My Old Man Hands and Other Beautiful Things

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I’ve always enjoyed being outside.  The sun on my back, the earth between my fingers, the reward of seeing the budding shoots of a new plant taking off.  Every day I’m out there pulling weeds, tying plants to stakes, composting, sprinkling ground-up egg shells around my tomato plants.  Talking to my carrots.  (Are you in there?  Or are you just a weed?)  

Mulching, checking for bugs, watering, checking for blight.

I catch sight of my hands these days, pulling weeds, reaching for Benji or Ellie, and I don’t recognize them.  They’re a worker’s hands.  

Gone are the smooth pale fingers of my youth, where I wrote or typed or shuffled papers all day.

I’ve got old man hands now.  Callused from digging in the dirt, strong rope-like veins in my forearms from carrying around two babies, 40 pound bags of compost or soil from the truck to the garden.  

And I love it.  You couldn’t smoosh me back into a cubicle now if you tried.  I’m too big with the wind of the 200 foot pines in my ears and the whole earth beneath my giant feet.

It’s been warm enough to play outside but not so hot we’re melting.  March and April are the perfect months to visit Texas.  It’s rainy, sure, but the mosquitoes aren’t bad yet and the sun won’t fry you like an egg in 22 seconds.

Benji is finally old enough for me to have him in the garden and only have to keep one eye on him while I putter about.  He’s got his own dirt pile to play in and he’s learning to walk between the rows.  I may have had to sacrifice a few plants in the process but I want him to enjoy being outside with me.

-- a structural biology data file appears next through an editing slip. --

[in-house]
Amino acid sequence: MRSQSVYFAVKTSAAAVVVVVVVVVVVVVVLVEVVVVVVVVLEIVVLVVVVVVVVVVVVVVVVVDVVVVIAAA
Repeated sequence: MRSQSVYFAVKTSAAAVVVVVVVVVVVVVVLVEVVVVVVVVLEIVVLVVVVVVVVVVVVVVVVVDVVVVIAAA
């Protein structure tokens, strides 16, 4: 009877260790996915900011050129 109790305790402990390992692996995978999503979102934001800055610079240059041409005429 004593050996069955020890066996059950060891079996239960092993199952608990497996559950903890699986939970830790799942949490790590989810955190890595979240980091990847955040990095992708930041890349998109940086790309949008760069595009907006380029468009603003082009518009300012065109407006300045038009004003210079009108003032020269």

I wanted to raise kids who love nature, who know her well so when they grow up they’ll help protect her too.  We’ve got one planet and we all share it together people.

Turns out I didn’t need to worry.  Except for trips to the grocery store and eating we’ve pretty much been outside all day, every day for the last two weeks.  Getting them back inside has been the problem.  I literally have to drag Benji inside kicking and screaming when it’s time for naps or a diaper change.  

Kid is in touch with nature AND his natural baby rage that’s for sure.  

And that’s another beautiful thing.  Not the baby rage, no that’s super annoying but once he starts to talk more that will subside.  I assume…  

No, it’s because it’s peaceful out here, and calming.  There’s something about walking under the trees, even just kneeling in the garden pulling weeds that works healing on a persons soul.  Just, being out here will calm Benji down if he’s upset, pretty much instantly.  Better than Tylenol.  

I can see it in me, in my kids, and even in Bill’s sister Laurie who is staying with us for another few days.  Even Jichaan.  I see them sitting out there on the patio, looking out at the back yard, soaking up this…magic that is creation.

Anyway.  I wanted to share some beautiful things this weekend, something that has helped give my life meaning and purpose and peace.  

“I like gardening.  It’s a place where I find myself when I need to lose myself.”  Alice Sebold.

Published by @abyeh2013

East coast Canadian native A.D Yeh received her bachelor degree in psychology and literature from Mount Allison University in Sackville, NB, Canada. She helps the online writing community at DIY MFA (https://diymfa.com/) by day and spends her nights writing fantasy novels and poetry she would like to read. She also teaches a love of gardening to pre-k kids in her physical community. She lives with her husband, two human children and two fur babies in a quiet corner of Texas.

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